5. An illustration of the demented nature of US neo-cons is the preposterous notion that they plan to conquer Russia! No-one ever has, and it seems probable no-one ever will. Even more bizarre is their idea of creating a world empire. How pray, is the US going to hold the rest of the planet in permanent subjugation, when they can’t even pacify Afghanistan, were defeated in Indo-China, and are looking at a collapse of their middle-east policy – if policy is the right word. The US is going bankrupt with a public debt of $20trn, and land wars and occupations are a costly little item. The US is unable to fight any future land wars simply because of the costs involved. It has been stated

    ”Pax Americana presupposes that the US has the economic strength to support the imperial role it entails. Second, it assumes that the US has the will to sustain it. Third, it requires that the rest of the world be ready to accept it. It is questionable whether any of these conditions can be met.”

    The Anglo-Zionist empire is not going to collapse tomorrow or even the day after tomorrow. But the uni-polar moment of US triumphalism is passing and we are now – assuming the absence of a thermonuclear exchange – in a transition to a multipolar world. How long this transition will take and what it will be like is anyone’s guess.

    Liked by 1 person

    • deschutes says

      Are you sure about all that? Is Russia that stable, and impregnable? I’m not an expert on Russia by any means, but besides Putin who is there? If Putin died or was assassinated I kind of wonder how big the power vacuum would be. And regarding American Middle East policy: is it really going that bad? I would beg to differ, things seem to be going very well for team USA/Israel. I mean, Syria–which until 2011 was deemed impregnable–is now reduced to rubble and may be partially balkanized: Israel getting the Golan Heights in the south, Turkey taking a chunk of the north, and maybe a new Kurdish state. I think Washington and Israel actually want failed states throughout the Middle East. And, from the looks of things this is going swimmingly well.

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      • I’m with Monty on this:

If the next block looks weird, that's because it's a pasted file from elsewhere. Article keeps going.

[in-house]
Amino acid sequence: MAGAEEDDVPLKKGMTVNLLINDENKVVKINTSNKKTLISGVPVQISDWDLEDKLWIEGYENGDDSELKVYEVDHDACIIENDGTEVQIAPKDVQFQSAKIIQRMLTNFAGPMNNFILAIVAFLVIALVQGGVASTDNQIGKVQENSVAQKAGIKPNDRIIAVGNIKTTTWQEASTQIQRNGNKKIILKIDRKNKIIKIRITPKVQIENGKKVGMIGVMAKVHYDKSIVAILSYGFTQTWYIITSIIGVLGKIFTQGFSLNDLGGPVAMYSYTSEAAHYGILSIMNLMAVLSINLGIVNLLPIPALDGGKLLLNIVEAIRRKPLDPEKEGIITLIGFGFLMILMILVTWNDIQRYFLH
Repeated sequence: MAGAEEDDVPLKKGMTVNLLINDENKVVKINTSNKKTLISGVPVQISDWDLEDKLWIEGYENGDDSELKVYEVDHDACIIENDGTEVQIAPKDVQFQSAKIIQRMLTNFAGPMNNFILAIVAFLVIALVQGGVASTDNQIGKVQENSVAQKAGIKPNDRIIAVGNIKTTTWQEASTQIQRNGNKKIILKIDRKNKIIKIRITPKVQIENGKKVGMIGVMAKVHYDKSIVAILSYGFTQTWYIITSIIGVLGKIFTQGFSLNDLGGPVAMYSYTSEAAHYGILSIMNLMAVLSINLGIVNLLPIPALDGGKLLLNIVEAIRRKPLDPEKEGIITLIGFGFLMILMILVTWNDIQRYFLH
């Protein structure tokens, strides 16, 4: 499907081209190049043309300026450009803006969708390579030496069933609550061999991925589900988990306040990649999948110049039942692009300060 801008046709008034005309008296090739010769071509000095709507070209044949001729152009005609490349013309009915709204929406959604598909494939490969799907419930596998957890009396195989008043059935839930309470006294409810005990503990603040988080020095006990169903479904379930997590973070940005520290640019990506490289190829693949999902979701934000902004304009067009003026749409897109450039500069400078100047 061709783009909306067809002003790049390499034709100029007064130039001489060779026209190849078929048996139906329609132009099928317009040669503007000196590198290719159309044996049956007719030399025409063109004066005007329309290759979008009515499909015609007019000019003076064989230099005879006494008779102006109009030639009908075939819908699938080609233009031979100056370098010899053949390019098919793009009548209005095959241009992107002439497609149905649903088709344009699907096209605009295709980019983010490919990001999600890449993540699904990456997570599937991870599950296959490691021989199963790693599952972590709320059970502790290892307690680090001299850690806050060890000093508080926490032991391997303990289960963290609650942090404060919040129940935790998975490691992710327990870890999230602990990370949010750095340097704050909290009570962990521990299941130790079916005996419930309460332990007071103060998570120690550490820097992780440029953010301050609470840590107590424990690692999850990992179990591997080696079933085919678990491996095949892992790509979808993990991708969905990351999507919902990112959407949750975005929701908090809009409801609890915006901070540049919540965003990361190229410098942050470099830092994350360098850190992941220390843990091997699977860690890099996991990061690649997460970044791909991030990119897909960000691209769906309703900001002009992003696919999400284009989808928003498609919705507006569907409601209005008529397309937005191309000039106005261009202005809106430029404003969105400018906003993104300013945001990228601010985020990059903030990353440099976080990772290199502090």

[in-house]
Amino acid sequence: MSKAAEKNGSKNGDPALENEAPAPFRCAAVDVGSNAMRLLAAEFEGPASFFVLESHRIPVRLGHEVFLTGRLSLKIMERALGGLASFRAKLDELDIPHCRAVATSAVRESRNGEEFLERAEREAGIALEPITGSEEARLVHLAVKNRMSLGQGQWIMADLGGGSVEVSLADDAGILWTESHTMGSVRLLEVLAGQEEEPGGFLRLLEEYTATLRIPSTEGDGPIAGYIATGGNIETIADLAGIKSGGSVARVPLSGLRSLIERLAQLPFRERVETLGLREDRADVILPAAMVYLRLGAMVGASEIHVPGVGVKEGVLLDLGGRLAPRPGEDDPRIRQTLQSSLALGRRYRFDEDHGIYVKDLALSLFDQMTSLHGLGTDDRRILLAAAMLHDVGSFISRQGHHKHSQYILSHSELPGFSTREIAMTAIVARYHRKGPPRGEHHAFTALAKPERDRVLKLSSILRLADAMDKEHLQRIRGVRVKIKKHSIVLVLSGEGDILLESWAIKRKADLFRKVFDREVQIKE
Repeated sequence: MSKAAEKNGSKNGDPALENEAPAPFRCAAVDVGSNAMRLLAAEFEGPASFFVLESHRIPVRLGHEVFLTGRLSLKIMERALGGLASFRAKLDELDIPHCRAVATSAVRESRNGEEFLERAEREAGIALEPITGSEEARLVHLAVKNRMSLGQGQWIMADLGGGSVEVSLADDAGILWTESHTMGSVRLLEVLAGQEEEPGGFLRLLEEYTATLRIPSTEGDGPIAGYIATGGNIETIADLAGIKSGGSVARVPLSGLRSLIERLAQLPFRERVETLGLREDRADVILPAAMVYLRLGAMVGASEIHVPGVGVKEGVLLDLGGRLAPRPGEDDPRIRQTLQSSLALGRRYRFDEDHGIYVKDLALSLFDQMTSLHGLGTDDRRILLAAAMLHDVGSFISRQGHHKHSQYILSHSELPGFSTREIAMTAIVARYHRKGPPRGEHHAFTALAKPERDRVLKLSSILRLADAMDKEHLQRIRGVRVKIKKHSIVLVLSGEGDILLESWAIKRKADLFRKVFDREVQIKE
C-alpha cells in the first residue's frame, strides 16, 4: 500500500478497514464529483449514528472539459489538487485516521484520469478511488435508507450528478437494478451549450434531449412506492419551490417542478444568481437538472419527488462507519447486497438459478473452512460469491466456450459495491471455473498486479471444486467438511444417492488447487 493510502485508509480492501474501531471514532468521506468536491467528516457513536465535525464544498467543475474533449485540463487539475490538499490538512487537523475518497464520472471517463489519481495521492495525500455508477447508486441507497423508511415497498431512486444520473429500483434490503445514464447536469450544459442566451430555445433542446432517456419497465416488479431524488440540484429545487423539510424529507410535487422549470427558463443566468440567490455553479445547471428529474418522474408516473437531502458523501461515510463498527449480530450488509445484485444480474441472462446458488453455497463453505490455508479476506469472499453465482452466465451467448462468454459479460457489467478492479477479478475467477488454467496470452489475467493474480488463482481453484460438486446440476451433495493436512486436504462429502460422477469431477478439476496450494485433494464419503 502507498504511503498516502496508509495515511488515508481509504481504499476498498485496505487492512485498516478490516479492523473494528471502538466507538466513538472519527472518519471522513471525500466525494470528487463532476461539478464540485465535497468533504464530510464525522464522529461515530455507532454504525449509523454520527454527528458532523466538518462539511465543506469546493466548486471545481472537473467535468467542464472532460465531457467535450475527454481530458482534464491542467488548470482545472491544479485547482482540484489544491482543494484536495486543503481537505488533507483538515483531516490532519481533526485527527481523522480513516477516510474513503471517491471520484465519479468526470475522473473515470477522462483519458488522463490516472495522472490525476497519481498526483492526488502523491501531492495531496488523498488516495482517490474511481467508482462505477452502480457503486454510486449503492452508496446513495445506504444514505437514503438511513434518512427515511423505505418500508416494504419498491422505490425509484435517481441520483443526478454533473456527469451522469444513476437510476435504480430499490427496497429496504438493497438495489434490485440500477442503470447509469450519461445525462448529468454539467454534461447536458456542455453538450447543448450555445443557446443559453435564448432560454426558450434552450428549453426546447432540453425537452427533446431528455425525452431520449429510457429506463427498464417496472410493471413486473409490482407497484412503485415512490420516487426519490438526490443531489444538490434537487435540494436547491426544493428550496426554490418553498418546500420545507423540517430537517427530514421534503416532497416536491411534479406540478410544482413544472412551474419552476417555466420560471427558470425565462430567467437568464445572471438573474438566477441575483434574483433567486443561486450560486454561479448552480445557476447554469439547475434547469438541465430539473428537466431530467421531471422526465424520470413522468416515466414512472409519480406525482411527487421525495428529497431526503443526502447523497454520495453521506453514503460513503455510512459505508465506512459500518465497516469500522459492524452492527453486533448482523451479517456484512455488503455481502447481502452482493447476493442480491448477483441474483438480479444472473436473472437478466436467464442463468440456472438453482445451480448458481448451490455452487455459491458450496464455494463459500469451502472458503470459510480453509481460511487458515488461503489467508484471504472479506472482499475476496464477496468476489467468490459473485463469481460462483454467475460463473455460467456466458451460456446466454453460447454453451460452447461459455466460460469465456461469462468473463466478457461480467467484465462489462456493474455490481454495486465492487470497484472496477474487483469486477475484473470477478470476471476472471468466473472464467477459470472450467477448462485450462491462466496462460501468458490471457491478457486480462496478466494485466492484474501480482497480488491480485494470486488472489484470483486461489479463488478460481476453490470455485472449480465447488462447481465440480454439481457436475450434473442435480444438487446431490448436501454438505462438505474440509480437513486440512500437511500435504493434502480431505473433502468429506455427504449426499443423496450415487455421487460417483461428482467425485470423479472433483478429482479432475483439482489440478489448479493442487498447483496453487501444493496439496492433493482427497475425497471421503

The next war on land will be very different from the last one, in that we shall have to fight it in a different way. In reaching a decision on that matter, we must first be clear about certain rules of war. Rule 1, on page I of the book of war, is: “Do not march on Moscow”. Various people have tried it, Napoleon and Hitler, and it is no good. That is the first rule. I do not know whether your Lordships will know Rule 2 of war. It is: “Do not go fighting with your land armies in China”. It is a vast country, with no clearly defined objectives, and an army fighting there would be engulfed by what is known as the Ming Bing, the people’s insurgents.

        http://hansard.millbanksystems.com/lords/1962/may/30/the-army-estimates

        Liked by 1 person

      • I am inclined to think that America does not have a coherent policy in the ME. Smashing up countries is the easy, bit, but occupation/pacification, either by the US itself or its proxies, was always going to be extremely problematic; and so it turned out. The notion that US policy was merely to create chaos seems a not very convincing get-out clause. They did not win decisive victories, nor did they pacify the conquered areas in questions. But oh, we didn’t really want to do that in the first place. Sorry, I don’t buy it. The American plan, which in retrospect, sounds stunningly naive, was regime change and the setting up of pro-American, pro-Israeli regimes, who would do America’s bidding. Obviously, it didn’t happen, and now they have scant idea how to extricate themselves from this imbroglio. Part of the reason for this is America’s apparently incorrigible self-righteousness. Reading Patrick Cockburn’s book provides an invaluable insight into US strategic thinking and where it has lead.

        ”A problem with (US) propganda is that nobody beleives it as much as those who propound it; the demonisation of Saddam, Gaddafi and Assad and the lauding of their opponents as selfless ‘freedom fighters’ created a distorted and misleading picture of the problems of Iraq, Libya and Syria. Governments are prone to indulge in wishful thinking and see those opposing them as belonging to a small unrepresentative group … In Afghanistan diplomatics from Kabul visiting Afghan Army positions and listen to accounts of its latest triumphs whilst averting their eyes from the black Taliban flag flying from a high point in a village a few hundred yards down the road … ” (The Age of Jihad – Patrick Cockburn).